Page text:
These things are not caused by the videogame community – to some degree it’s internet culture & anonymity at fault.  But it’s very fucking far from healthy.

What the gaming community does is exacerbate these issues; we have games where anyone who isn’t a straight, white, man is barely featured. We tacitly tolerate racism, homphobia & misogyny in online gaming communities (often by trying to pretend it’s “just the way it is”).

And then when anyone tries to discuss this, or makes a game that attempts to address or challenge it, the community throws a childish shitfit and complains about “gamers being attacked“.

This needs to stop.

Gamers aren’t being attacked. Gaming is not being attacked.

The only thing being challenged is the (brief) marketing concept that “games are for boys and no girls (or brown people) are allowed”; the problem is that this marketing has now lasted for most of a generation.

Too many gamers have now grown up believing that ‘games are for boys’. That’s why you’re freaking the fuck out.

Challenging this can only be a good thing for our hobby.

More variety of games. More variety of gamers. Less of the exact same fucking game three times a year (Activision, Ubisoft… I’m looking at you). Less of the same old shit.

Our hobby can’t be only for little boys any more. Most of us aren’t little boys any more.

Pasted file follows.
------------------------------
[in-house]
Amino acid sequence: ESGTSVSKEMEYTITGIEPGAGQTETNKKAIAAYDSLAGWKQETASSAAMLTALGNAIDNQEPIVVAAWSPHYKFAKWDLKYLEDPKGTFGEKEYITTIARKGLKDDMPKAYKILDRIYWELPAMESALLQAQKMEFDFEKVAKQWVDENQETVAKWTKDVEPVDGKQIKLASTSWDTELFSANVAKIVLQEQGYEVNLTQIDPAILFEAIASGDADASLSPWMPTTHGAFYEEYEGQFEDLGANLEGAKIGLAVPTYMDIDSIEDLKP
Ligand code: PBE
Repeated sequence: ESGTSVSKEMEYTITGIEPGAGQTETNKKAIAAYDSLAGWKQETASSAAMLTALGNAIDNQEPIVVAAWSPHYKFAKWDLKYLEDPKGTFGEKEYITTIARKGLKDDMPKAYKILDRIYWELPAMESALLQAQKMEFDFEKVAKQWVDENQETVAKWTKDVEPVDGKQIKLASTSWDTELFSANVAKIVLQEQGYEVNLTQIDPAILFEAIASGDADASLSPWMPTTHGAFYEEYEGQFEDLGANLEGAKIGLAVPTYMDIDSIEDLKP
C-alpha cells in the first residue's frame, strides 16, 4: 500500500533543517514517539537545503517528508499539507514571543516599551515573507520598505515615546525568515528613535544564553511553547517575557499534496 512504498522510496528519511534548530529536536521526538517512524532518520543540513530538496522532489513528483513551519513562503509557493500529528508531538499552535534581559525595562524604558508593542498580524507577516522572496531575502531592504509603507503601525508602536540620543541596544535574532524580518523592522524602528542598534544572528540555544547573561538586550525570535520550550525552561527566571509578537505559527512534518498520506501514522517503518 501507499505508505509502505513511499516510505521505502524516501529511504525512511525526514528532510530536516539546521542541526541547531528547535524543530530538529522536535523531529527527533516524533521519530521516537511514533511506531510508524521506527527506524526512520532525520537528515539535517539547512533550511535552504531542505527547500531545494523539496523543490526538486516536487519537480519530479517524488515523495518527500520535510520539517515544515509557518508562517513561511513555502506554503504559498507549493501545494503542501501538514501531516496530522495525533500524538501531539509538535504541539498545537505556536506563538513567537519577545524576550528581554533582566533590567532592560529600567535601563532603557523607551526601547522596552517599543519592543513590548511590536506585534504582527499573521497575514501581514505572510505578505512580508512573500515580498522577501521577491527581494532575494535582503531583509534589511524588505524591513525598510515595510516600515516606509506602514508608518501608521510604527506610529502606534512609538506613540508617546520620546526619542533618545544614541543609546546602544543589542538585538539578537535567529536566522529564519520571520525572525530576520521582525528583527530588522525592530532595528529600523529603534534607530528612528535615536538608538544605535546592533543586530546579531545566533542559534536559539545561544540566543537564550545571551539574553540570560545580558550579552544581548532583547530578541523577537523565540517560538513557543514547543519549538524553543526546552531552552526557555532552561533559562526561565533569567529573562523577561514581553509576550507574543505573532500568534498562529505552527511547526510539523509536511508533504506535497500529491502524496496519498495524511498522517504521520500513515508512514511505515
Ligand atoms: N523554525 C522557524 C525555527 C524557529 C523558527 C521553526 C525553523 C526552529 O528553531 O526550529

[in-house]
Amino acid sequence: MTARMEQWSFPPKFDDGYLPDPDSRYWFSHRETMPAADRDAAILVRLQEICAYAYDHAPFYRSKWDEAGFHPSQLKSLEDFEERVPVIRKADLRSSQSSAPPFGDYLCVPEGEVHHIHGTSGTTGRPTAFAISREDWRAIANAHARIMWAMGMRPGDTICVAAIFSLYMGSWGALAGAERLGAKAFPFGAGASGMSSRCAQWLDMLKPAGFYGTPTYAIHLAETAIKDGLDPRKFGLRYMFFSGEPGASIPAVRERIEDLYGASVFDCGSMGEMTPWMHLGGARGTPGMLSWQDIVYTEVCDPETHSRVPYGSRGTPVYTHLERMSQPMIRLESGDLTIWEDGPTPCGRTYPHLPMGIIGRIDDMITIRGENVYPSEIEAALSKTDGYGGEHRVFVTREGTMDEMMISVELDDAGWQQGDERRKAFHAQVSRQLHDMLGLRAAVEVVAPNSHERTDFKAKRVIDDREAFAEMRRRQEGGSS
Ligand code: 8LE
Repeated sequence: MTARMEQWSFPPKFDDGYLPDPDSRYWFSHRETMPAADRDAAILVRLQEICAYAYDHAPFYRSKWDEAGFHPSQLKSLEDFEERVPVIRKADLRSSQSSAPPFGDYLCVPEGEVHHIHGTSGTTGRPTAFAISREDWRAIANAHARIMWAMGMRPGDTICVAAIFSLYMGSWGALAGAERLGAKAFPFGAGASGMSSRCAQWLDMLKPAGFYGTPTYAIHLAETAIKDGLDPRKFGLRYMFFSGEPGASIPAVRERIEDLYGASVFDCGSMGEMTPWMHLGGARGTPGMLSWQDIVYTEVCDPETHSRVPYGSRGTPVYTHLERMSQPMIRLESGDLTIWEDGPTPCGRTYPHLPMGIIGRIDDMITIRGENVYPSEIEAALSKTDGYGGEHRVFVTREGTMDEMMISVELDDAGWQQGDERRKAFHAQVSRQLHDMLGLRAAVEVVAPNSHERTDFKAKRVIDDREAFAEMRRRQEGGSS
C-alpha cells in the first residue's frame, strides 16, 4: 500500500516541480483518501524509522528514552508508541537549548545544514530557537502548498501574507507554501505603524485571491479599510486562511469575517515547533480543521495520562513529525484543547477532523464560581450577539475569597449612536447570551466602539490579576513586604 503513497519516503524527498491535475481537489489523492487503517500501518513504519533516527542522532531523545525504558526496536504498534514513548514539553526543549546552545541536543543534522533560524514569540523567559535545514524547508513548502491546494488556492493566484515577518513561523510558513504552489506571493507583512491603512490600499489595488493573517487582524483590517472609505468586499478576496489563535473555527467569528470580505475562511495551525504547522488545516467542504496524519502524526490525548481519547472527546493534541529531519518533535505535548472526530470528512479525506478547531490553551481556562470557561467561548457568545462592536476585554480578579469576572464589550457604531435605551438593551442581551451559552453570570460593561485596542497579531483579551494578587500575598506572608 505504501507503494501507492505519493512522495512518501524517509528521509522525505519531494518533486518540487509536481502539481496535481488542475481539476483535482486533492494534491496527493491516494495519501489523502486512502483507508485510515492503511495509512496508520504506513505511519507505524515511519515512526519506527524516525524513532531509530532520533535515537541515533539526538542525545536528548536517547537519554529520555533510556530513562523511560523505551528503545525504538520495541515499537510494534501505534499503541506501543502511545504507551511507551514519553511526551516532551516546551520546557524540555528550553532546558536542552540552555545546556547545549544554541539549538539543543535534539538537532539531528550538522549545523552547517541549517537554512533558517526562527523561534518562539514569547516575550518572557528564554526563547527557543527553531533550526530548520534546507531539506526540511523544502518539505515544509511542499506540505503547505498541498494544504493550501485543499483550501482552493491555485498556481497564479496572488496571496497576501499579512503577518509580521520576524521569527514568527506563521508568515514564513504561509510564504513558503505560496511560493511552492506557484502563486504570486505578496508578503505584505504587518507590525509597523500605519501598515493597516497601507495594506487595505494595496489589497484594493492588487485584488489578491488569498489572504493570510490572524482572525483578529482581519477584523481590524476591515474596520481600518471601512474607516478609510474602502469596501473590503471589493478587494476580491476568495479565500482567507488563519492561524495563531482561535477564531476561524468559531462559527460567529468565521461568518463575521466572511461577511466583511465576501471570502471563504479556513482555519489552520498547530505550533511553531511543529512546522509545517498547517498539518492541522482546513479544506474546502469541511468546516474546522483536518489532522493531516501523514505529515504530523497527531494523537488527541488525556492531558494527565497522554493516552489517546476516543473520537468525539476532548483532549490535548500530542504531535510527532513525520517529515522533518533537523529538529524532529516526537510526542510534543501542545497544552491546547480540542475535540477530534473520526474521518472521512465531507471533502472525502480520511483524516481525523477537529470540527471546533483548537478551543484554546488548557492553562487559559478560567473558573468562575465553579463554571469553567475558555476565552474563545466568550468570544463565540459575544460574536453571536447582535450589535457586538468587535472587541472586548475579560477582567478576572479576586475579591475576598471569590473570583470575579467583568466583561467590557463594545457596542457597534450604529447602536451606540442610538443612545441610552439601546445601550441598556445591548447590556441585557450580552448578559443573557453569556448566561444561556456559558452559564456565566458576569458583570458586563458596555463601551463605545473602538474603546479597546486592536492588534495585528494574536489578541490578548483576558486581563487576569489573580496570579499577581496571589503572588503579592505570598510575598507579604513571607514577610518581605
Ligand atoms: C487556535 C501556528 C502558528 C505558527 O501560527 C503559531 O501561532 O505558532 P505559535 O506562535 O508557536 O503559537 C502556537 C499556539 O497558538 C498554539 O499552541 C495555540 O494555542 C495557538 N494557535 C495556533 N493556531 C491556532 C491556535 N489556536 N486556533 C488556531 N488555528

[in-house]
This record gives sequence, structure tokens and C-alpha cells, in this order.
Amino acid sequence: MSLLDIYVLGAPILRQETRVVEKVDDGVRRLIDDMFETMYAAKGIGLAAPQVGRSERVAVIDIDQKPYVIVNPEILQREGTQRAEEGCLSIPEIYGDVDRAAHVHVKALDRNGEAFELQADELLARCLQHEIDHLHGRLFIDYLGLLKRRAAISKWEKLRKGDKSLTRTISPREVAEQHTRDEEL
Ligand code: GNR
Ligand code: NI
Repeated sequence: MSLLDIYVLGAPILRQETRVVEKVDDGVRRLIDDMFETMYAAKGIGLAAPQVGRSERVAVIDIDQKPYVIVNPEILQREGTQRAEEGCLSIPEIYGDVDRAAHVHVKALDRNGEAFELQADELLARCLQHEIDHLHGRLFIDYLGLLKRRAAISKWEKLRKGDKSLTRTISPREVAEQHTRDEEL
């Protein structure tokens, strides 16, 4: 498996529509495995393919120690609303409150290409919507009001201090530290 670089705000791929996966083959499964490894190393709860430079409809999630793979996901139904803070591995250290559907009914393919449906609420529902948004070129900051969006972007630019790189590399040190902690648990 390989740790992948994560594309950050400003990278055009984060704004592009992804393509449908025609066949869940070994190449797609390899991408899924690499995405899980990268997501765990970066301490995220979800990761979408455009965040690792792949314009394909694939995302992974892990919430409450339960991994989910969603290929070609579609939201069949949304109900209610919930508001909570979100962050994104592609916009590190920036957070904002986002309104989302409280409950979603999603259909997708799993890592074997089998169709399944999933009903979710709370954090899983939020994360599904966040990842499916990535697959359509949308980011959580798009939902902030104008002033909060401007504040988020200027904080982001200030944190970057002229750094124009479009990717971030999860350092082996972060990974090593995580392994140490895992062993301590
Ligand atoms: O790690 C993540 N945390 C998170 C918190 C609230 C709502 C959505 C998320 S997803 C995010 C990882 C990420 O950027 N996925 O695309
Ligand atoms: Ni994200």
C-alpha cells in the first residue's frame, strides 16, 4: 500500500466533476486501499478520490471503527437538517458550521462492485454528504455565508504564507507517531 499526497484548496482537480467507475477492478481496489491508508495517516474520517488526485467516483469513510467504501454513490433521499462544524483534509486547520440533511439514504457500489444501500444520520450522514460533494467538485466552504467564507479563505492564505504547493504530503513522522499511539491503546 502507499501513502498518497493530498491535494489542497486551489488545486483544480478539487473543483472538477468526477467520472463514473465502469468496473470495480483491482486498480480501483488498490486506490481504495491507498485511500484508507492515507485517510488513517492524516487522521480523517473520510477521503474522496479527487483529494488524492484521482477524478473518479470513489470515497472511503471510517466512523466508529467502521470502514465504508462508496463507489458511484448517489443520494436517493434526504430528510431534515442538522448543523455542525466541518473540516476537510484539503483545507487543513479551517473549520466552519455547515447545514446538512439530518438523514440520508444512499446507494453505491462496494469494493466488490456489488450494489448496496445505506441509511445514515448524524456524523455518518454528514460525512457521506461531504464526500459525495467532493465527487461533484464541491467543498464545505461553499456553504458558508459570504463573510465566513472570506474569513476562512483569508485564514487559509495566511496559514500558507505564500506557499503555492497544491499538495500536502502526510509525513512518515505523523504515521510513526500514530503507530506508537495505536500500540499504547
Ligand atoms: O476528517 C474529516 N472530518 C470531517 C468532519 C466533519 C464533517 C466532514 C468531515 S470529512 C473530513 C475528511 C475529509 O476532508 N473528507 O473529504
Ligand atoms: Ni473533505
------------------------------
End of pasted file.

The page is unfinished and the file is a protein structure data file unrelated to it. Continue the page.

It’s way past time to grow up.

8 thoughts on “Gamer Gate

  • 3rd September 2014 at 21:38

    Beep boop!

    I have copied and correctly attributed all the comments from the archived version of this article.

    Beep boop!

  • 4th September 2014 at 01:25

    The inevitable murkiness surrounding this week’s iteration of the exact same discussion we’ve all been having for years would be why I skipped over the specific cause of this particular furore.

    I don’t want to do claim:counter-claim. Particularly not when it’s the underlying issues which are the problem (and which have certainly come to rushing to the forefront – yet again – over the last couple of days).

    (But I will highlight that ‘several gaming journalists doing similar articles over a 24-hour period’ isn’t really ‘spin’ (nor ‘a conspiracy’, as it has also been painted). It’s “how journalism works”; a topic gets your attention, you get inspired & write about it.

    It doesn’t take long to write an op-ed article once you’ve been inspired to do so – especially if it’s something that’s been impacting you and/or your friends…)

  • 5th September 2014 at 07:50

    Slightly off-topic, but am I the only one who is sick of the use of -gate as the universal suffix to turn a word into the description of a scandal?

    • 5th September 2014 at 13:45

      … no, you’re not the only one.

      It’s been, what, forty years since Watergate now?

      Yeah. We really need to get a new reference.

    • 28th January 2015 at 16:28

      I love Kluwe’s article.

      (And note that since writing this he hasn’t received the sort of harassment even women who speak out as mildly as e.g. Felicia Day…)